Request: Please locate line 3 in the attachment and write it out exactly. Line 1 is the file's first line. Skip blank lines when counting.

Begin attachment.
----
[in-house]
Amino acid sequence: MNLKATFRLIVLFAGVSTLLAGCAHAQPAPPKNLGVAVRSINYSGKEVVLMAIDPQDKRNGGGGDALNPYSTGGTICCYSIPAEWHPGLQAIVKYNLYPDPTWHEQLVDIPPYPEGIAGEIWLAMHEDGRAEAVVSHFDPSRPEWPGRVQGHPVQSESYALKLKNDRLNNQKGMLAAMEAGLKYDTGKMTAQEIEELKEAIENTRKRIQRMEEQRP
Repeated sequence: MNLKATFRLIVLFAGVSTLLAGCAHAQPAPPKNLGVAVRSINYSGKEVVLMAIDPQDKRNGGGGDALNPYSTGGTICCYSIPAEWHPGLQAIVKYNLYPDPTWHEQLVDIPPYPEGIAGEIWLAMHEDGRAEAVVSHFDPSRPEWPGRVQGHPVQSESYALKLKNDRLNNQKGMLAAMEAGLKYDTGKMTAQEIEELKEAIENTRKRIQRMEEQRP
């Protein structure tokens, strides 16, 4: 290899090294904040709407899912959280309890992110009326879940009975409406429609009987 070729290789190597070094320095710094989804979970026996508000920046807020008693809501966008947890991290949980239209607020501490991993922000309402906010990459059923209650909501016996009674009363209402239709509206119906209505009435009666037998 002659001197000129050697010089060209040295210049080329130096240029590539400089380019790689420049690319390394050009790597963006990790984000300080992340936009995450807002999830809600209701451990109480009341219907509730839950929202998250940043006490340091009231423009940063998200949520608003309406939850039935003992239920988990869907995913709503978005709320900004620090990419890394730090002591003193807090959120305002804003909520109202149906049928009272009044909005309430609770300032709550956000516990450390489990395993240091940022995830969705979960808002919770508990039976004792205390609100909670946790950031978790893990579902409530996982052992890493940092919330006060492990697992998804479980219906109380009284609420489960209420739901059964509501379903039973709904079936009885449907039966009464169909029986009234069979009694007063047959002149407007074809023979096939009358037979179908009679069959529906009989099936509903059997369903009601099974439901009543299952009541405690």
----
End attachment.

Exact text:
Repeated sequence: MNLKATFRLIVLFAGVSTLLAGCAHAQPAPPKNLGVAVRSINYSGKEVVLMAIDPQDKRNGGGGDALNPYSTGGTICCYSIPAEWHPGLQAIVKYNLYPDPTWHEQLVDIPPYPEGIAGEIWLAMHEDGRAEAVVSHFDPSRPEWPGRVQGHPVQSESYALKLKNDRLNNQKGMLAAMEAGLKYDTGKMTAQEIEELKEAIENTRKRIQRMEEQRP